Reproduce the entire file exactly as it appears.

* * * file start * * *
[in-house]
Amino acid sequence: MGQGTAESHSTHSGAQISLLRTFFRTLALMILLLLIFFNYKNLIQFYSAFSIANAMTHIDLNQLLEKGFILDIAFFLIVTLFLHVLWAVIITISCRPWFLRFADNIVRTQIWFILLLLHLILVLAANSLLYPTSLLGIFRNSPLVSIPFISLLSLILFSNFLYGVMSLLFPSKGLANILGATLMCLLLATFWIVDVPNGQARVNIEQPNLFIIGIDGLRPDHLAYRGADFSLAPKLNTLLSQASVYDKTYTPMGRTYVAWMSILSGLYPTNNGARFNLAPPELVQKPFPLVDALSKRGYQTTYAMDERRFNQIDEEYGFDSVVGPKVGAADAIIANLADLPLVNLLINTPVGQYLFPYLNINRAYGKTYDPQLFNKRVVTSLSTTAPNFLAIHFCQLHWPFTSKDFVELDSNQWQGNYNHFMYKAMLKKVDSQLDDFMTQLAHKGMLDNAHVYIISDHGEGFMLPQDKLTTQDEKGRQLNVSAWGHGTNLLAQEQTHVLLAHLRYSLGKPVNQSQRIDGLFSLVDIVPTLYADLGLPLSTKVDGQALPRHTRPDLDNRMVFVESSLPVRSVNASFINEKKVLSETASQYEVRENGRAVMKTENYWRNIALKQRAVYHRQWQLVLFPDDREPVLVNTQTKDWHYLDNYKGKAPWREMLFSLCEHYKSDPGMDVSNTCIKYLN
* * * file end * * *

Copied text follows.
[in-house]
Amino acid sequence: MGQGTAESHSTHSGAQISLLRTFFRTLALMILLLLIFFNYKNLIQFYSAFSIANAMTHIDLNQLLEKGFILDIAFFLIVTLFLHVLWAVIITISCRPWFLRFADNIVRTQIWFILLLLHLILVLAANSLLYPTSLLGIFRNSPLVSIPFISLLSLILFSNFLYGVMSLLFPSKGLANILGATLMCLLLATFWIVDVPNGQARVNIEQPNLFIIGIDGLRPDHLAYRGADFSLAPKLNTLLSQASVYDKTYTPMGRTYVAWMSILSGLYPTNNGARFNLAPPELVQKPFPLVDALSKRGYQTTYAMDERRFNQIDEEYGFDSVVGPKVGAADAIIANLADLPLVNLLINTPVGQYLFPYLNINRAYGKTYDPQLFNKRVVTSLSTTAPNFLAIHFCQLHWPFTSKDFVELDSNQWQGNYNHFMYKAMLKKVDSQLDDFMTQLAHKGMLDNAHVYIISDHGEGFMLPQDKLTTQDEKGRQLNVSAWGHGTNLLAQEQTHVLLAHLRYSLGKPVNQSQRIDGLFSLVDIVPTLYADLGLPLSTKVDGQALPRHTRPDLDNRMVFVESSLPVRSVNASFINEKKVLSETASQYEVRENGRAVMKTENYWRNIALKQRAVYHRQWQLVLFPDDREPVLVNTQTKDWHYLDNYKGKAPWREMLFSLCEHYKSDPGMDVSNTCIKYLN